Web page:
1 Timothy is one of the more controversial documents in the New Testament. For years, critical scholars have rejected Pauline authorship, highlighted the apparent misogynistic quality of the text, and argued against any coherence in the letter. Jeon takes a fresh look at the letter, incorporating many recent advancements in NT scholarship. In detail he demonstrates the macro- and micro- chiastic arrangement of the entire letter and explains how the presumed first-century audience would have heard and responded to an oral performance of the letter. In doing so, Jeon offers a fresh challenge to more popular ways of (mis)understanding the letter and points a way forward for appropriating the letter both in academia and in the church.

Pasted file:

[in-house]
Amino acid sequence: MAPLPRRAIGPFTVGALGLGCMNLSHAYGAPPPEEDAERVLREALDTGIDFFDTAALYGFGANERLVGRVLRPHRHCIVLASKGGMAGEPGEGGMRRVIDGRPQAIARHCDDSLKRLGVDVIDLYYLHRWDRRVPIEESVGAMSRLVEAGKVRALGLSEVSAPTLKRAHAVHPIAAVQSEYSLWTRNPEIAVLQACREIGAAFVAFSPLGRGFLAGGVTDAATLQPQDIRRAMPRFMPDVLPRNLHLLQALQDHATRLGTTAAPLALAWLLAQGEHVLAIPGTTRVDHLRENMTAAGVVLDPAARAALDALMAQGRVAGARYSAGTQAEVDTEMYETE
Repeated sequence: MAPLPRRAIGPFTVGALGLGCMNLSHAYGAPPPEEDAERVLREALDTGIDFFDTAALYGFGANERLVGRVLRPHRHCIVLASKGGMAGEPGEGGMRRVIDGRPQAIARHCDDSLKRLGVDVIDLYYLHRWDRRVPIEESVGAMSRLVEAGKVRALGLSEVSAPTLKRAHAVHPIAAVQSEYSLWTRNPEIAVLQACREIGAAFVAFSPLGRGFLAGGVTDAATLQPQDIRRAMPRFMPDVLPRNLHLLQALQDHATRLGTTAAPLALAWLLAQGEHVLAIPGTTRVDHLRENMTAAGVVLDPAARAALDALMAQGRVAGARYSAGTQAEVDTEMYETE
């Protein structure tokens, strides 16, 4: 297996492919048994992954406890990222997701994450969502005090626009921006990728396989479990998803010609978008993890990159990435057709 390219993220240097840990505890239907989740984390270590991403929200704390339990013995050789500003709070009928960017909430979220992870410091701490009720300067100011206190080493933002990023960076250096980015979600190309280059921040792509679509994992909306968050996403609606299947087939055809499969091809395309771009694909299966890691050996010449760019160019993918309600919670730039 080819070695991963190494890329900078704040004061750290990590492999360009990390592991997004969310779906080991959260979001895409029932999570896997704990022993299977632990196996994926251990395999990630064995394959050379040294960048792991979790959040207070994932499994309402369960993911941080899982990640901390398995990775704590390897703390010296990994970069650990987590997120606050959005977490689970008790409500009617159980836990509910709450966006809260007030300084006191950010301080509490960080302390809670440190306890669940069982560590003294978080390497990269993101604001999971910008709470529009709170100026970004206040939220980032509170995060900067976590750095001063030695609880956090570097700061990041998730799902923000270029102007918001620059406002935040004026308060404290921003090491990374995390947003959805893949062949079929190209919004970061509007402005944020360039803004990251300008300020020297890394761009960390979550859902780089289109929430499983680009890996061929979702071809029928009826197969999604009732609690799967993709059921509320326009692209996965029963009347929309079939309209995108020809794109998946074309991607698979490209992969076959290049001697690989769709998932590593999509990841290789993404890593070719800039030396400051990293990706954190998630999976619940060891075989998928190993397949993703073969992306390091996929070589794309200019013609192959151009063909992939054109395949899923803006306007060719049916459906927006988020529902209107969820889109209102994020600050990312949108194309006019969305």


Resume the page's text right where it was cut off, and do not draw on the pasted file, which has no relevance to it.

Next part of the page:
The second volume continues to provide a bountiful resource for reading 1 Timothy. Jeon unpacks rich theological insights through careful grammatical and lexical analysis which underscore the rhetorical structure and goals of 1 Timothy 3-4. Regardless of one’s view on the letter’s authenticity, Jeon’s analysis provides ample material for pastors and students of 1 Timothy to engage anew the challenges early Christians found as members of God’s household.
Associate Professor of Theology, Dominican University